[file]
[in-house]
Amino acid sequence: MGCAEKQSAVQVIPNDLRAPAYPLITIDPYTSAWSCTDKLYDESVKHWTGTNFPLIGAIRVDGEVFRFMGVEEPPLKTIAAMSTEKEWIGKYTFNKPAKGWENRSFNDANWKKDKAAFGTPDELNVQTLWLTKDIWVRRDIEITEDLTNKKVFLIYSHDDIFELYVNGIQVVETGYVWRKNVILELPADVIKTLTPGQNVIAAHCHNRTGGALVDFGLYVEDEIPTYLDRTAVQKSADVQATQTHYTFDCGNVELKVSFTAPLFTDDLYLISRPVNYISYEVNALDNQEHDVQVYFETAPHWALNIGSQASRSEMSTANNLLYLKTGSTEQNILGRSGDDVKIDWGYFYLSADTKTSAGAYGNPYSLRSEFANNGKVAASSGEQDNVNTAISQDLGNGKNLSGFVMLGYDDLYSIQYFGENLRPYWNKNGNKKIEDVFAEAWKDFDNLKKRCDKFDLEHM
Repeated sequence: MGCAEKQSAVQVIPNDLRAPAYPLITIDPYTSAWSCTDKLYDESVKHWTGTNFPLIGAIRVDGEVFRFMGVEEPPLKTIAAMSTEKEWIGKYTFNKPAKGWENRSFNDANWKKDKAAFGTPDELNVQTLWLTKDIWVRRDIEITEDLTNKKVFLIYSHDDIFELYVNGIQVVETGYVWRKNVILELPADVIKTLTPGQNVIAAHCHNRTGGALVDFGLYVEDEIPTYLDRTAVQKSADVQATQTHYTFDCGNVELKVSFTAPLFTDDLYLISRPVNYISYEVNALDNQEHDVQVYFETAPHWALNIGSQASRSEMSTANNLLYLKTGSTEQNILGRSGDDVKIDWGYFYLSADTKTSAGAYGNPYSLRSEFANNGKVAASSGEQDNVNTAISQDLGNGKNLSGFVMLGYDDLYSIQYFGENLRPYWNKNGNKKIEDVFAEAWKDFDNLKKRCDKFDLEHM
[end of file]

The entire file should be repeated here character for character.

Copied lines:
[in-house]
Amino acid sequence: MGCAEKQSAVQVIPNDLRAPAYPLITIDPYTSAWSCTDKLYDESVKHWTGTNFPLIGAIRVDGEVFRFMGVEEPPLKTIAAMSTEKEWIGKYTFNKPAKGWENRSFNDANWKKDKAAFGTPDELNVQTLWLTKDIWVRRDIEITEDLTNKKVFLIYSHDDIFELYVNGIQVVETGYVWRKNVILELPADVIKTLTPGQNVIAAHCHNRTGGALVDFGLYVEDEIPTYLDRTAVQKSADVQATQTHYTFDCGNVELKVSFTAPLFTDDLYLISRPVNYISYEVNALDNQEHDVQVYFETAPHWALNIGSQASRSEMSTANNLLYLKTGSTEQNILGRSGDDVKIDWGYFYLSADTKTSAGAYGNPYSLRSEFANNGKVAASSGEQDNVNTAISQDLGNGKNLSGFVMLGYDDLYSIQYFGENLRPYWNKNGNKKIEDVFAEAWKDFDNLKKRCDKFDLEHM
Repeated sequence: MGCAEKQSAVQVIPNDLRAPAYPLITIDPYTSAWSCTDKLYDESVKHWTGTNFPLIGAIRVDGEVFRFMGVEEPPLKTIAAMSTEKEWIGKYTFNKPAKGWENRSFNDANWKKDKAAFGTPDELNVQTLWLTKDIWVRRDIEITEDLTNKKVFLIYSHDDIFELYVNGIQVVETGYVWRKNVILELPADVIKTLTPGQNVIAAHCHNRTGGALVDFGLYVEDEIPTYLDRTAVQKSADVQATQTHYTFDCGNVELKVSFTAPLFTDDLYLISRPVNYISYEVNALDNQEHDVQVYFETAPHWALNIGSQASRSEMSTANNLLYLKTGSTEQNILGRSGDDVKIDWGYFYLSADTKTSAGAYGNPYSLRSEFANNGKVAASSGEQDNVNTAISQDLGNGKNLSGFVMLGYDDLYSIQYFGENLRPYWNKNGNKKIEDVFAEAWKDFDNLKKRCDKFDLEHM